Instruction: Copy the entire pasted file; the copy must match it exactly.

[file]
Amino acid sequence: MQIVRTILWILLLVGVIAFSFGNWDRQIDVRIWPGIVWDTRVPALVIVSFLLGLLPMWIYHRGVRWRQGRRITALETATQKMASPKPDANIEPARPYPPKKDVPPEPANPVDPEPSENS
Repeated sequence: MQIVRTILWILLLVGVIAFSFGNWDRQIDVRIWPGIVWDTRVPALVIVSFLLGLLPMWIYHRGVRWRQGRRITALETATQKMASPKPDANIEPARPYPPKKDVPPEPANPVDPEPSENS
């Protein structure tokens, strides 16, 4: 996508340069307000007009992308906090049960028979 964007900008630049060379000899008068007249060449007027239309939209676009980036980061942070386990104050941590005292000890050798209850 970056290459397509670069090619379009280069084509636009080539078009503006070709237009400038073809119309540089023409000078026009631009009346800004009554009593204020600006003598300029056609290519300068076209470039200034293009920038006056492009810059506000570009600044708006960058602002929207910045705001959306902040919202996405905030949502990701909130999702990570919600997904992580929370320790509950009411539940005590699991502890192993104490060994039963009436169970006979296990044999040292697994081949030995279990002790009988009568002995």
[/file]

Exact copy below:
Amino acid sequence: MQIVRTILWILLLVGVIAFSFGNWDRQIDVRIWPGIVWDTRVPALVIVSFLLGLLPMWIYHRGVRWRQGRRITALETATQKMASPKPDANIEPARPYPPKKDVPPEPANPVDPEPSENS
Repeated sequence: MQIVRTILWILLLVGVIAFSFGNWDRQIDVRIWPGIVWDTRVPALVIVSFLLGLLPMWIYHRGVRWRQGRRITALETATQKMASPKPDANIEPARPYPPKKDVPPEPANPVDPEPSENS
């Protein structure tokens, strides 16, 4: 996508340069307000007009992308906090049960028979 964007900008630049060379000899008068007249060449007027239309939209676009980036980061942070386990104050941590005292000890050798209850 970056290459397509670069090619379009280069084509636009080539078009503006070709237009400038073809119309540089023409000078026009631009009346800004009554009593204020600006003598300029056609290519300068076209470039200034293009920038006056492009810059506000570009600044708006960058602002929207910045705001959306902040919202996405905030949502990701909130999702990570919600997904992580929370320790509950009411539940005590699991502890192993104490060994039963009436169970006979296990044999040292697994081949030995279990002790009988009568002995």